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Econometrics Problem Set 5

Econometrics Problem Set 5

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Published by tarun singh
Pset from James Stock's Econometrics Class at Harvard
Pset from James Stock's Econometrics Class at Harvard

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Published by: tarun singh on Oct 07, 2008
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12/20/2012

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Tarun Singh Worked With: Alexander Marcus and Alex Sloan Economics 1123, Problem Set 5

1) a) The coefficient on shall in regression (ii) seems to show that the

presence of a shall-carry law decreases the amount of violent crime by 36.83%. This number is large in the “real world” sense because it seems to suggest that 36.83% of violent crime can be prevented by allowing people to carry concealed weapons. b) Adding the control variables in regression (ii) does not change our conclusion about the effect of shall-carry laws. Although adding the control variables did reduce the coefficient on shall by .0746, the coefficient was still very large and still statistically significant, so it does not change our conclusion. c) A variable which may vary from state to state but varies little over time could be the marriage rate. The marriage rate may lead to OVB as there may be a correlation between gun ownership and marriage rate that may be left out. Another variable that may lead to OVB could be income inequality in a state. This income inequality would differ from state to state but most likely differ little over time, and if there is a correlation between income inequality and certain types of crime this could also lead to OVB.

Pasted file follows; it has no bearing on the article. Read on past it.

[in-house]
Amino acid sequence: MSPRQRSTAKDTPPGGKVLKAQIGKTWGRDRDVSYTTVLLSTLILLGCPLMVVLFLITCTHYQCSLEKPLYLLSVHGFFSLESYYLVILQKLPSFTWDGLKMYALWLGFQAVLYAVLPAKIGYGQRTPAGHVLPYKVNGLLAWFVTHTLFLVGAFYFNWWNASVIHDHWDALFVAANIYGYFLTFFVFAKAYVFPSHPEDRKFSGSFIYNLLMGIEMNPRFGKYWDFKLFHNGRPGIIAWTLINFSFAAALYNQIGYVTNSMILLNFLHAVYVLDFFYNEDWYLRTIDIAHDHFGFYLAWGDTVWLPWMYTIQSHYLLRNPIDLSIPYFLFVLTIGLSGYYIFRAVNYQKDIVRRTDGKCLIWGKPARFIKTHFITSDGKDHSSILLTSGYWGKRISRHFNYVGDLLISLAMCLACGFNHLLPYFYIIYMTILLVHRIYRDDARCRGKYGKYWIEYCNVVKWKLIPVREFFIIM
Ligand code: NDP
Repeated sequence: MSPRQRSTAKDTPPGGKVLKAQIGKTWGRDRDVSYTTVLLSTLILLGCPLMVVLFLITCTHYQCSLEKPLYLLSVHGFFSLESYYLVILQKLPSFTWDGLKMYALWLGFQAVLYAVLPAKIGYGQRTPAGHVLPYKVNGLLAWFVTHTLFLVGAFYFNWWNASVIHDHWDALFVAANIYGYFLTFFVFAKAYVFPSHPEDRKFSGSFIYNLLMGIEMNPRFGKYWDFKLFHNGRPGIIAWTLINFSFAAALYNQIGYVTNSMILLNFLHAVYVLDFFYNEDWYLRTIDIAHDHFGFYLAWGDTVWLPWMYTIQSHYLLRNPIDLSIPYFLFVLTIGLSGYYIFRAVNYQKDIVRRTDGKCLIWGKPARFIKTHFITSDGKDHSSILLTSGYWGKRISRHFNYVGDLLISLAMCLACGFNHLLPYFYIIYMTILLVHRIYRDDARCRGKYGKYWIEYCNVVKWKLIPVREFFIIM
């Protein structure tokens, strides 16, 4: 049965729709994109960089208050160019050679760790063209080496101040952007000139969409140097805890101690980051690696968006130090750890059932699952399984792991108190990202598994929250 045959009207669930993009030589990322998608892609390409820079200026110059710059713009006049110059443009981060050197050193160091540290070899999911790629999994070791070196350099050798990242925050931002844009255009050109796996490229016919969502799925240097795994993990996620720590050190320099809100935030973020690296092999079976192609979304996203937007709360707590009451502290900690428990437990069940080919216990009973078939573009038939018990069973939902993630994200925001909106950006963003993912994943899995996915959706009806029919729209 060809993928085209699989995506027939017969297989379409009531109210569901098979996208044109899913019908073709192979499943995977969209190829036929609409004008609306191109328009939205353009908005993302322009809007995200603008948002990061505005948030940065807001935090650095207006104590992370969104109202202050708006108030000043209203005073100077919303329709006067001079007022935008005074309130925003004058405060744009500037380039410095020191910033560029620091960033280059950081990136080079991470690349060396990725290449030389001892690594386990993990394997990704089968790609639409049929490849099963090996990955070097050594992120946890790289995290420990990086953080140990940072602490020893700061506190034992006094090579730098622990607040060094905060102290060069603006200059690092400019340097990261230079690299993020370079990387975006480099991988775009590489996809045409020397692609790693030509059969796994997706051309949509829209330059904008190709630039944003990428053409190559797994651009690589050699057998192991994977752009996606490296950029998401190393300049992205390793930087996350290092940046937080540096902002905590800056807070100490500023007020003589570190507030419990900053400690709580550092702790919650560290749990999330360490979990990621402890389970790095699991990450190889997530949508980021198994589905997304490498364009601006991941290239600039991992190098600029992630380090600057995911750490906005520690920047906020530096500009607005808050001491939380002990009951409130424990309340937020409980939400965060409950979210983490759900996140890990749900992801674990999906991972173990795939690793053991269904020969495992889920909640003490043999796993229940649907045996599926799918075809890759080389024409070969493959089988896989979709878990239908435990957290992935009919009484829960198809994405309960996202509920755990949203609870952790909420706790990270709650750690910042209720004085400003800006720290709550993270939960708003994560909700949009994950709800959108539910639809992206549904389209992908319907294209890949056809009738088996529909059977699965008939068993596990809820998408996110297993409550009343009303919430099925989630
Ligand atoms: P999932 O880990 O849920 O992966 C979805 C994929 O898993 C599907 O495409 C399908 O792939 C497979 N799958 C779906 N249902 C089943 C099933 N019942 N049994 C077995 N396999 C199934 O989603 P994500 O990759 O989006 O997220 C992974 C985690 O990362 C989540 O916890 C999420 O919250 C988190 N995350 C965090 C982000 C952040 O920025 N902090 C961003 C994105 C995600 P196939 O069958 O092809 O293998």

2) Table 1 The Effect of Concealed Handgun Laws on Violent Crime: Regression Results Dependent variable: ln(vio) Coefficient on shall (1) -.4429646 (.0475283 ) No No No – (2) -.368386 9 (.034787 9) Yes No No – (3) -.046141 5 (.019943 3) Yes Yes No 210.38 (0.000) – (4) -.027993 5 (.019373 3) Yes Yes Yes 291.42 (0.000) 14.63 (0.000) No 1173 (5) -.02799 (.04163 86) Yes Yes Yes –

State characteristic control variablesa? State fixed effects? Year fixed effects? F-statistic testing the hypothesis that the state fixed effects are zero F-statistic testing the hypothesis that the year fixed effects are zero HAC (clustered) SEs? N

20.67 (0.000) Yes 1173

No 1173

No 1173

No 1173

Notes: All regressions include an intercept. For regressions (1) – (4), heteroskedasticity-robust standard errors appear in parentheses below estimated coefficients; for regression (5), the standard errors are heteroskedasticity-robust and clustered at the state level, so as to allow for serial correlation in the error within a state. p-values appear in parentheses beneath heteroskedasticity-robust F-statistics (or, for regression (5), heteroskedasticity-robust-clustered F-statistic). a Regressions with “state characteristic control variables” include the following regressors: incarc_rate, density, avginc, pop, pb1064, pw1064, pm1029. Table 2 The Effect of Concealed Handgun Laws on Robberies: Regression results Dependent variable: ln(rob) Coefficient on shall (1) -.773320 7 (.069262 3) No (2) -.528820 2 (.051002 1) Yes No No – (3) -.007818 9 (.026442 8) Yes Yes No 190.47 (0.000) – (4) .0268298 (.025240 6) Yes Yes Yes 247.55 (0.000) 12.32 (0.000) No 1173 (5) .026829 8 (.05335 64) Yes Yes Yes –

State characteristic control variablesa? State fixed effects? No Year fixed effects? No F-statistic testing the – hypothesis that the state fixed effects are zero F-statistic testing the – hypothesis that the year fixed effects are zero HAC (clustered) SEs? No N 1173 Notes: See the notes to Table 1.